Some positions require an even pickier approach, with six per cent of companies confessing they wade through 100 CVs before deciding on who they want to hire.
However, some simple tweaks can help you to stand out from the crowd. Those looking to hire finance professionals are ten times more likely to review the skills and experience section first before moving onto education and qualifications, suggesting that would-be employees would fare better by focusing more on the former and less on the latter.
"Showcasing skills and experience to employers is more important than prominently listing academic accomplishments as soon as candidates move past graduate positions," added Phil Sheridan, managing director, Robert Half UK.
There's also bad news for those who have hopped from one job to another, as constantly moving between different roles was rated as a reg flag by many recruiters and the length of tenure in each position is something that a quarter look at straight away.
Sheridan points out that those who think their CV is in need of an extra bit of help could approach a recruitment firm they are working with for advice on what credentials they should be highlighting.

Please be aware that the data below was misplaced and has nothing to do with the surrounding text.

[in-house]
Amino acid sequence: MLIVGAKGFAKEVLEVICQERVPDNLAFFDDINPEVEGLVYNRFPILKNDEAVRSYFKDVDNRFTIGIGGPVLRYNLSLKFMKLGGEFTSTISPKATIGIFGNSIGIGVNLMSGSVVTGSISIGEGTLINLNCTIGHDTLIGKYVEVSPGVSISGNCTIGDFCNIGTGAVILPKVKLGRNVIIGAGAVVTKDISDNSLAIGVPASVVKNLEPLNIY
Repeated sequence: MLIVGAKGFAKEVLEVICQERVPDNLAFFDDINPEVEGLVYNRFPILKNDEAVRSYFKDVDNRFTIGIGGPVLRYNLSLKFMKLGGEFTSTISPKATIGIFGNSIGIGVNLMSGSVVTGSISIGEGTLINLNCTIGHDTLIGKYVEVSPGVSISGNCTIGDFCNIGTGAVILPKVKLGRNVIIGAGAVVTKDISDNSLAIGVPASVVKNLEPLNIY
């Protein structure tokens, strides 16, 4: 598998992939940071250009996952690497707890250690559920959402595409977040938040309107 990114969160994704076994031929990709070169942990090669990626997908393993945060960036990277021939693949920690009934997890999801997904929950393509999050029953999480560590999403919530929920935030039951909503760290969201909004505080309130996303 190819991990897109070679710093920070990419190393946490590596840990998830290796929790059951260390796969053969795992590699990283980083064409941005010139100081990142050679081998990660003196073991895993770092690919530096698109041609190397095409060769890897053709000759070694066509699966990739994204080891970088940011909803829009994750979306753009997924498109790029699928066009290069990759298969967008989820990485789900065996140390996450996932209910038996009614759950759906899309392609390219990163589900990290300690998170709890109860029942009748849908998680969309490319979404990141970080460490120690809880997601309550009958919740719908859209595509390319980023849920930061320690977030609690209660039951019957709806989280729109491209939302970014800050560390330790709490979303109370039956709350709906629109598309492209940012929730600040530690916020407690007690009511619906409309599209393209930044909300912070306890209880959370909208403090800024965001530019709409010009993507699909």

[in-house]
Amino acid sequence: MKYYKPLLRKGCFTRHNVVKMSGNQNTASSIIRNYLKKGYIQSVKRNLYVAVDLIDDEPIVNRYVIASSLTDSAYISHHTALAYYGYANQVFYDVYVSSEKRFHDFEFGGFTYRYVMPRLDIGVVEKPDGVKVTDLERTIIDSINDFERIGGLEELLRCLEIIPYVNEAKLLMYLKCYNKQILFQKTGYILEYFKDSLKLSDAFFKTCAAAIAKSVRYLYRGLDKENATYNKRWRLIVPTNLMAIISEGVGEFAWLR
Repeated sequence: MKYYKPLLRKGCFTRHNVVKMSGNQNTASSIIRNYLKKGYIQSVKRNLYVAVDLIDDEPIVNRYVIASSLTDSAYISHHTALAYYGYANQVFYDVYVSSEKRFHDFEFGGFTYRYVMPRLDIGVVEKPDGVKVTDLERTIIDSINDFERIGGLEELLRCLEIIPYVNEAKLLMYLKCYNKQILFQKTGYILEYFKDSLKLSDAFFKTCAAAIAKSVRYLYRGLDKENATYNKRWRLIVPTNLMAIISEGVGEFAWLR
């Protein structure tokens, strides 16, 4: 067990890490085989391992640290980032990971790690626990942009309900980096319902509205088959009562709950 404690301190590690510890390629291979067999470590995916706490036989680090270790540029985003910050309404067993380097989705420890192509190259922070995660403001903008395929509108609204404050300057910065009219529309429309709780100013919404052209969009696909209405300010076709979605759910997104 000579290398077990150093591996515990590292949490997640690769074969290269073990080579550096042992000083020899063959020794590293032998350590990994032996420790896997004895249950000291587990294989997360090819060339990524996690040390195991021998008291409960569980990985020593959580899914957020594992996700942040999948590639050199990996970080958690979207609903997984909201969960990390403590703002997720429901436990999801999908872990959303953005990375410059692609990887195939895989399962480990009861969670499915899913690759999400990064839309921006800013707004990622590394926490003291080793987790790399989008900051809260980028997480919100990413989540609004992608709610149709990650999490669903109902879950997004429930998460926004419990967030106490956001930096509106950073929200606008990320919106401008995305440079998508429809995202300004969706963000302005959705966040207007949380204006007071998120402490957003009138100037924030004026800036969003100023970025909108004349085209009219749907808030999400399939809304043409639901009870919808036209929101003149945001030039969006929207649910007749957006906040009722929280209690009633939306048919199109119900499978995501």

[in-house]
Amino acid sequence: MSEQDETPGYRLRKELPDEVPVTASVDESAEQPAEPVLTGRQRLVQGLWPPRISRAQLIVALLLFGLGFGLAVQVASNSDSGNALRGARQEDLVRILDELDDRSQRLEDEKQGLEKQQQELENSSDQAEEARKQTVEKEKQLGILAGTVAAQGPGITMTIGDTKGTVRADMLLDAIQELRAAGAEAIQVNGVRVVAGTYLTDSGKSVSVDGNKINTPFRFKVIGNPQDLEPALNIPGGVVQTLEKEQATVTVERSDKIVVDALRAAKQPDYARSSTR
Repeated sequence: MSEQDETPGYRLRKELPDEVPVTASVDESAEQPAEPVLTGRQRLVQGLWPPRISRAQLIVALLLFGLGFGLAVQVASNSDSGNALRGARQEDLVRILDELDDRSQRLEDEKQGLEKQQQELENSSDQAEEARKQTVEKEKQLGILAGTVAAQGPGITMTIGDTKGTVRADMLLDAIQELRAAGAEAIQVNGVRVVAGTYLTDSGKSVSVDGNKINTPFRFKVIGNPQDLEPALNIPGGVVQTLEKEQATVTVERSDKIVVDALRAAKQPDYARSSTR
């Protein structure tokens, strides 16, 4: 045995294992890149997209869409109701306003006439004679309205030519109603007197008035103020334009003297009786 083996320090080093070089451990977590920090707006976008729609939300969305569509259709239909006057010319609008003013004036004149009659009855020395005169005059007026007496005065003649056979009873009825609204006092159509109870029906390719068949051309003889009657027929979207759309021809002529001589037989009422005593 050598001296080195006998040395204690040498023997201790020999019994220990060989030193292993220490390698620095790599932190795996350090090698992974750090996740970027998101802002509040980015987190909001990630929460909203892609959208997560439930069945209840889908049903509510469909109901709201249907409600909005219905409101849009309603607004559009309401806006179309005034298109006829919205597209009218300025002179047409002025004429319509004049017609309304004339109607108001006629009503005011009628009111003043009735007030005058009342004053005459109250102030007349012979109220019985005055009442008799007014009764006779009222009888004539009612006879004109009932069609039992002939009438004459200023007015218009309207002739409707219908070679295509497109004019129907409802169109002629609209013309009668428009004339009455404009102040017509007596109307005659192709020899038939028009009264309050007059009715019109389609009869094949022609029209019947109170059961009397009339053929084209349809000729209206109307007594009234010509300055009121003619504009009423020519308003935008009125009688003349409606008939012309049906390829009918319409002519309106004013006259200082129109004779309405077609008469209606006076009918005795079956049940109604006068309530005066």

Research by recruiter Michael Page released last month revealed that recruiters place much less weight on personal interests and hobbies than we think, so it's probably best to reign in the descriptions of your weekend adventures. However, those needing more space can breathe a sigh of relief as the same research revealed that the two-page maximum rule is also a myth.
Of course, even if a recruiter takes a shine to your CV, you'll probably still have to wow them at the interview stage. You might want to take some time to think about how you might answer questions on what the title of your autobiography might be or whether there should be more hours in the day.